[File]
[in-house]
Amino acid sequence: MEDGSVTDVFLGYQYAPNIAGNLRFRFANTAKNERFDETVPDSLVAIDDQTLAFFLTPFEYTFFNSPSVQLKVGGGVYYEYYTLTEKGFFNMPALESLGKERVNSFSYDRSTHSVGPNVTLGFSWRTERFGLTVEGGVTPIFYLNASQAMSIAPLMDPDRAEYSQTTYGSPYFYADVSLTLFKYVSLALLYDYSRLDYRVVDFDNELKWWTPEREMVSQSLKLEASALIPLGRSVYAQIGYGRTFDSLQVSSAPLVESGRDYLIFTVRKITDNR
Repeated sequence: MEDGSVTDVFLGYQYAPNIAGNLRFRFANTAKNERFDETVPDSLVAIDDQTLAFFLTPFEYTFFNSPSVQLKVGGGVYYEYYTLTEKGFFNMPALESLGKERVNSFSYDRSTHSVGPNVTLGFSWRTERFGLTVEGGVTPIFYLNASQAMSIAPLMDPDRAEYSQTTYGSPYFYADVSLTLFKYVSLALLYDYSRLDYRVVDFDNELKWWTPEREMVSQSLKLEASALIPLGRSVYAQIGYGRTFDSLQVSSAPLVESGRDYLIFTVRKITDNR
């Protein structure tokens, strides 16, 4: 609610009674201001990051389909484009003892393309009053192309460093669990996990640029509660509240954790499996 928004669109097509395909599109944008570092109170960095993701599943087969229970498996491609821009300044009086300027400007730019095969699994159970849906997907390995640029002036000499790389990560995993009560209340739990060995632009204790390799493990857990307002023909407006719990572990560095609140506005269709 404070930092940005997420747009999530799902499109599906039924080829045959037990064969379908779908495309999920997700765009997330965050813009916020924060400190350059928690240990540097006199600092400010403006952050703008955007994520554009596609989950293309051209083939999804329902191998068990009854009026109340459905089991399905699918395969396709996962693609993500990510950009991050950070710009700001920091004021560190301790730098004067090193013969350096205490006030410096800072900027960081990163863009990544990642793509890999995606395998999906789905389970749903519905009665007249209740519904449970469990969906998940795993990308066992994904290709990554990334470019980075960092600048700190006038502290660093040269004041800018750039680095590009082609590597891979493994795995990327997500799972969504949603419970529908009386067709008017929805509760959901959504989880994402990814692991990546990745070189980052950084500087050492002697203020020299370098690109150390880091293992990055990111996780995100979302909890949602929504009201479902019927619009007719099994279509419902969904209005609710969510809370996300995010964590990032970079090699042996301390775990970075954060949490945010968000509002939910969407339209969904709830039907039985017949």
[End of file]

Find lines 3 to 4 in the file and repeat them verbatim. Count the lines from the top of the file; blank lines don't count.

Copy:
Repeated sequence: MEDGSVTDVFLGYQYAPNIAGNLRFRFANTAKNERFDETVPDSLVAIDDQTLAFFLTPFEYTFFNSPSVQLKVGGGVYYEYYTLTEKGFFNMPALESLGKERVNSFSYDRSTHSVGPNVTLGFSWRTERFGLTVEGGVTPIFYLNASQAMSIAPLMDPDRAEYSQTTYGSPYFYADVSLTLFKYVSLALLYDYSRLDYRVVDFDNELKWWTPEREMVSQSLKLEASALIPLGRSVYAQIGYGRTFDSLQVSSAPLVESGRDYLIFTVRKITDNR
């Protein structure tokens, strides 16, 4: 609610009674201001990051389909484009003892393309009053192309460093669990996990640029509660509240954790499996 928004669109097509395909599109944008570092109170960095993701599943087969229970498996491609821009300044009086300027400007730019095969699994159970849906997907390995640029002036000499790389990560995993009560209340739990060995632009204790390799493990857990307002023909407006719990572990560095609140506005269709 404070930092940005997420747009999530799902499109599906039924080829045959037990064969379908779908495309999920997700765009997330965050813009916020924060400190350059928690240990540097006199600092400010403006952050703008955007994520554009596609989950293309051209083939999804329902191998068990009854009026109340459905089991399905699918395969396709996962693609993500990510950009991050950070710009700001920091004021560190301790730098004067090193013969350096205490006030410096800072900027960081990163863009990544990642793509890999995606395998999906789905389970749903519905009665007249209740519904449970469990969906998940795993990308066992994904290709990554990334470019980075960092600048700190006038502290660093040269004041800018750039680095590009082609590597891979493994795995990327997500799972969504949603419970529908009386067709008017929805509760959901959504989880994402990814692991990546990745070189980052950084500087050492002697203020020299370098690109150390880091293992990055990111996780995100979302909890949602929504009201479902019927619009007719099994279509419902969904209005609710969510809370996300995010964590990032970079090699042996301390775990970075954060949490945010968000509002939910969407339209969904709830039907039985017949």